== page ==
Cultural Gutter: Now Cthulhu is Blofeld

Over on the Cultural Gutter, I’m taking a look at Brian Lumley’s first three Titus Crow novels, in which he turns Lovecraft’s Cthulhu Mythos on its ear. Now Cthulhu is Blofeld examines Lumley’s preference for men of action, eschewing Lovecraft’s terrified academics in favor of two-fisted psychics flying around in magic clocks, shooting lasers at…

Cultural Gutter: The Challenge from Beyond

In 1935, Fantasy magazine contracted five of the most popular pulp magazine authors┬áto write a round-robin style story, with each contributing a page or two before passing it on to the next author. On The Cultural Gutter,┬áThe Challenge of the Challenge from Beyond looks at how these five accomplished professionals created something about as good…

Cultural Gutter: Punching Cthulhu in the Face

My latest on The Cultural Gutter is Punching Cthulhu in the Face. Pulp fiction writer Robert E. Howard is best known as the creator of Conan the Barbarian. His stock in trade were fearless, muscular super-warriors who feared nothing and loved the red rage of battle against foes both human and supernatural. He was also…

Sixteen Spots

Another stroll through some of (but by no means all of) my favorite places in New York City, this time spread out across Brooklyn, Manhattan, and The Bronx (we’ll get to you, Queens; as for Staten Island, I’ll see what I can do). Another of the many things I like about this city — and…

Necronomicon

It seems like the middle story is always the crappy one, and while I understand that dropping the bad story in the middle means you can start and end strong, it also kills momentum

Shuttered Room

It was great fun to watch Oliver Reed leer and sweat all over everybody. In addition, the young Carol Lynley was quite lovely, and Kirchin’s bopping score struck me as a surprisingly adventurous alternative to the typical gothic meanderings you might expect.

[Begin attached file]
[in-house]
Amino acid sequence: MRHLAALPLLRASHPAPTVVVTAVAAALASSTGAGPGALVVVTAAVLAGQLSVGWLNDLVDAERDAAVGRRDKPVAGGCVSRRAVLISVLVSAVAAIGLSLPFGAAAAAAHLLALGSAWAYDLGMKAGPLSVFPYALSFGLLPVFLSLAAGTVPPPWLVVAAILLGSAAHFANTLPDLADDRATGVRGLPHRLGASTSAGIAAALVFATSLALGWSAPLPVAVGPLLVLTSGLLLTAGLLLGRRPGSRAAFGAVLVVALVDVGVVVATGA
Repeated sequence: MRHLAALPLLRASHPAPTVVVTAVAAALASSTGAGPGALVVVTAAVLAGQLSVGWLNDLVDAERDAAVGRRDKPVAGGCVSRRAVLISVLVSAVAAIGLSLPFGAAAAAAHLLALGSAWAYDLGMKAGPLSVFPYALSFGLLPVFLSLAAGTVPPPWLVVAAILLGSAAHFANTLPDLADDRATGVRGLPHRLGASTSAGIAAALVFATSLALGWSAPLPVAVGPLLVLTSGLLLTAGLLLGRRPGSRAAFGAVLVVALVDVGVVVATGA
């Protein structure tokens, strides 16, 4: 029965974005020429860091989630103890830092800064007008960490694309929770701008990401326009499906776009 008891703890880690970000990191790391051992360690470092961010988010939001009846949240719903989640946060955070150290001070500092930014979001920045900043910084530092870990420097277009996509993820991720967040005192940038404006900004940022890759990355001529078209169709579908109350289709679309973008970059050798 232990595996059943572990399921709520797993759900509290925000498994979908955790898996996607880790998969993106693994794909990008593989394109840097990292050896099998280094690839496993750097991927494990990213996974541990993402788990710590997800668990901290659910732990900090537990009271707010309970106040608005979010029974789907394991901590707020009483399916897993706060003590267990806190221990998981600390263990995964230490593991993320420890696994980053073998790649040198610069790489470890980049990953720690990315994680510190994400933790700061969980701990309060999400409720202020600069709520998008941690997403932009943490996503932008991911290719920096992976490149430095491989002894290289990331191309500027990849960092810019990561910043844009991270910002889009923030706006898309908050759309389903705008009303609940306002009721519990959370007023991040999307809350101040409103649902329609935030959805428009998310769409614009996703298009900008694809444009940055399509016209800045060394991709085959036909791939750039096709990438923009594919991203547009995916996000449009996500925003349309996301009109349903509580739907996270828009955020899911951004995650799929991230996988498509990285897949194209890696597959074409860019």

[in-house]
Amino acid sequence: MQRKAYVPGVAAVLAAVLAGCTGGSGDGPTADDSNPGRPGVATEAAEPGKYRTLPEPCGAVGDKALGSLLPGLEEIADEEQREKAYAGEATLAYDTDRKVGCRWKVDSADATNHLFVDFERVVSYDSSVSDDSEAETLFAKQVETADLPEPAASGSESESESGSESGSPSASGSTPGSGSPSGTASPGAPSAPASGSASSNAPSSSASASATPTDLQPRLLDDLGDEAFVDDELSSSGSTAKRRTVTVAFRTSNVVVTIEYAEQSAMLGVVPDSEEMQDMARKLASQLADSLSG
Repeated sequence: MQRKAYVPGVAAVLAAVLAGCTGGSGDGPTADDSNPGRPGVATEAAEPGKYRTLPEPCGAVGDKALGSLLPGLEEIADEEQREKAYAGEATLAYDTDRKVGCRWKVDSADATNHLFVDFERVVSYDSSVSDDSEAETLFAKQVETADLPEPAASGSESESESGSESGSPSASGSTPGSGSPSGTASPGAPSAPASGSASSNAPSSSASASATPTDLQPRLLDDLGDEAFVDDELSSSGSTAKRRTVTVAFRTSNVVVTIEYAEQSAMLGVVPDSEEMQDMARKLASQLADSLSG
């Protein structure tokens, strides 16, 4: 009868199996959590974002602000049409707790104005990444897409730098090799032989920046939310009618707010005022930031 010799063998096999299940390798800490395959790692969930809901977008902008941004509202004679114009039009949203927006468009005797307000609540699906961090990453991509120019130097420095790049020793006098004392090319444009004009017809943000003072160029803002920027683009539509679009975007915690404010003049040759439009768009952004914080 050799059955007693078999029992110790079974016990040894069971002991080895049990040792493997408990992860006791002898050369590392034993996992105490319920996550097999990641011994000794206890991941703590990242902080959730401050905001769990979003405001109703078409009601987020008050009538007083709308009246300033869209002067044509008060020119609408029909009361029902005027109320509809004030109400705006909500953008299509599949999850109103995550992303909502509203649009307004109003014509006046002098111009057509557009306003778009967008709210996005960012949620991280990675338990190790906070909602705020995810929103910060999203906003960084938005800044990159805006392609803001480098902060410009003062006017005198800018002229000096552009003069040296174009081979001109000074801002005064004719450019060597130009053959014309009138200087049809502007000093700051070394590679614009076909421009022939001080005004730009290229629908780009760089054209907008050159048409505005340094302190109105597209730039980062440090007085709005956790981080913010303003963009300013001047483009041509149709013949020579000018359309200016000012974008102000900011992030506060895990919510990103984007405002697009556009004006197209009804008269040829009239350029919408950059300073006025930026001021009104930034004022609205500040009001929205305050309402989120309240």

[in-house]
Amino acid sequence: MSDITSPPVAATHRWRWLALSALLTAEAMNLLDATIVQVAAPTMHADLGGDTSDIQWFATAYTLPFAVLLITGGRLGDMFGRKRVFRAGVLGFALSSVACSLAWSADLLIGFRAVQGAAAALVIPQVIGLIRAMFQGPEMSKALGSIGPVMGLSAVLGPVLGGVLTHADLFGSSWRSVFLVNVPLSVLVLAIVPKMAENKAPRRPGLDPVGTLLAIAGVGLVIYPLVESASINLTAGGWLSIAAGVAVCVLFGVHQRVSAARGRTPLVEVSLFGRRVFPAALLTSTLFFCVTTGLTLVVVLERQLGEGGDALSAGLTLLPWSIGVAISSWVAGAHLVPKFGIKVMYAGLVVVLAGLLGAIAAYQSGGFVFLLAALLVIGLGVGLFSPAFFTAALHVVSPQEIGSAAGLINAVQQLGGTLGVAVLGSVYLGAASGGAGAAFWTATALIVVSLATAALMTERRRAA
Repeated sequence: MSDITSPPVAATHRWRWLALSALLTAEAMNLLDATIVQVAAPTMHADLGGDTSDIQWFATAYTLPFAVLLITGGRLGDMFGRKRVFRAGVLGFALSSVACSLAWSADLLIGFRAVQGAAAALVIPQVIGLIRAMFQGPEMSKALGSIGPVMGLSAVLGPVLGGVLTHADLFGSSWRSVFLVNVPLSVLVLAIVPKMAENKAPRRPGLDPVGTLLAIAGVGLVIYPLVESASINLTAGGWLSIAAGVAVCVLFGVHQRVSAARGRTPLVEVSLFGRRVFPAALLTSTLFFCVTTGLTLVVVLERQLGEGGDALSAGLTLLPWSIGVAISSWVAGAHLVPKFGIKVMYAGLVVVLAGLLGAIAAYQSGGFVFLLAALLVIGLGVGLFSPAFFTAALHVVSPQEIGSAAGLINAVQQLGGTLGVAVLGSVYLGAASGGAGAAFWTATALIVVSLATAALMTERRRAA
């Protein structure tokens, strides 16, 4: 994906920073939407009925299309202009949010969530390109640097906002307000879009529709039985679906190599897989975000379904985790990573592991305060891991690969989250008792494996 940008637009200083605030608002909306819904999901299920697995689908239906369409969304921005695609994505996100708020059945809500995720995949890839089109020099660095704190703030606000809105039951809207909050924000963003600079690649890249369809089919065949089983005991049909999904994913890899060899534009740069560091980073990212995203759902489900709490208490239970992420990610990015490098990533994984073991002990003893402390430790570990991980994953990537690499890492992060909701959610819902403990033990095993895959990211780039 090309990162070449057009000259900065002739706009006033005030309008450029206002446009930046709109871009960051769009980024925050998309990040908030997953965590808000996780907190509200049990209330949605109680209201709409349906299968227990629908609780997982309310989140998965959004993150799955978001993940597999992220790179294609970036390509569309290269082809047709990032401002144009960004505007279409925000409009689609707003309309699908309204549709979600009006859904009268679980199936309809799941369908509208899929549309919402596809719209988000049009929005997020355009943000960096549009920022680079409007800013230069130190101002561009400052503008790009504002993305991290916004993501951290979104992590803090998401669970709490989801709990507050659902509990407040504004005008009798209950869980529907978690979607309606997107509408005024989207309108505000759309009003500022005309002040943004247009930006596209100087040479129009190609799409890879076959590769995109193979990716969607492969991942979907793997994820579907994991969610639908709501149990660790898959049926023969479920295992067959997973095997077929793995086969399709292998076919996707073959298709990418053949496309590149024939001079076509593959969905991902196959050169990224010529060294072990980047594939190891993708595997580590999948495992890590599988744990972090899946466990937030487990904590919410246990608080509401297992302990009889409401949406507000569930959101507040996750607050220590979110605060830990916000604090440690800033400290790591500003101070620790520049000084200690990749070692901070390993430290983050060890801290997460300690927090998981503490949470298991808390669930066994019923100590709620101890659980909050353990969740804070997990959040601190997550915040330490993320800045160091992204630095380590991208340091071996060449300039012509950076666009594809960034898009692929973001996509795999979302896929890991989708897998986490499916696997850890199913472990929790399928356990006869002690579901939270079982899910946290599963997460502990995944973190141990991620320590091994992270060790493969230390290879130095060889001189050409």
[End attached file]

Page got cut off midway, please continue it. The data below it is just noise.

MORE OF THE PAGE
Beyond the Wall of Sleep

I darted over to the IMDB and perused the user reviews for Sleep, of which subject lines like “Quite possibly the worst film I’ve ever seen”, “Avoid at all costs”, and (emphasis mine) “The single worst movie I’ve ever seen” were fairly representative. “Yes,” I thought to myself. “That just might be the one.”

Curse of the Crimson Altar

If you don’t mind creaky, old fashioned horror movies who don’t live up their potential, that aren’t really scary, and aren’t particularly impressive, then you might appreciate Curse of the Crimson Altar

Dagon

Dagon walks the line between horror and comedy more deftly than did Re-Animator, which tended to give in with youthful exuberance to its more outlandish tendencies

Dunwich Horror

In fact, judging from the man’s writings alone, I’d imagine that any attempt by him to describe any normal type of human sexual congress would be one of the most excruciatingly awkward, squirm-inducing things you could possibly read.

Haunted Palace

AIP was certain that making the connection to Corman’s previous Poe films was the way to go, so at the last second, and in the final frame of the film, they had Price read a couple lines from the poem.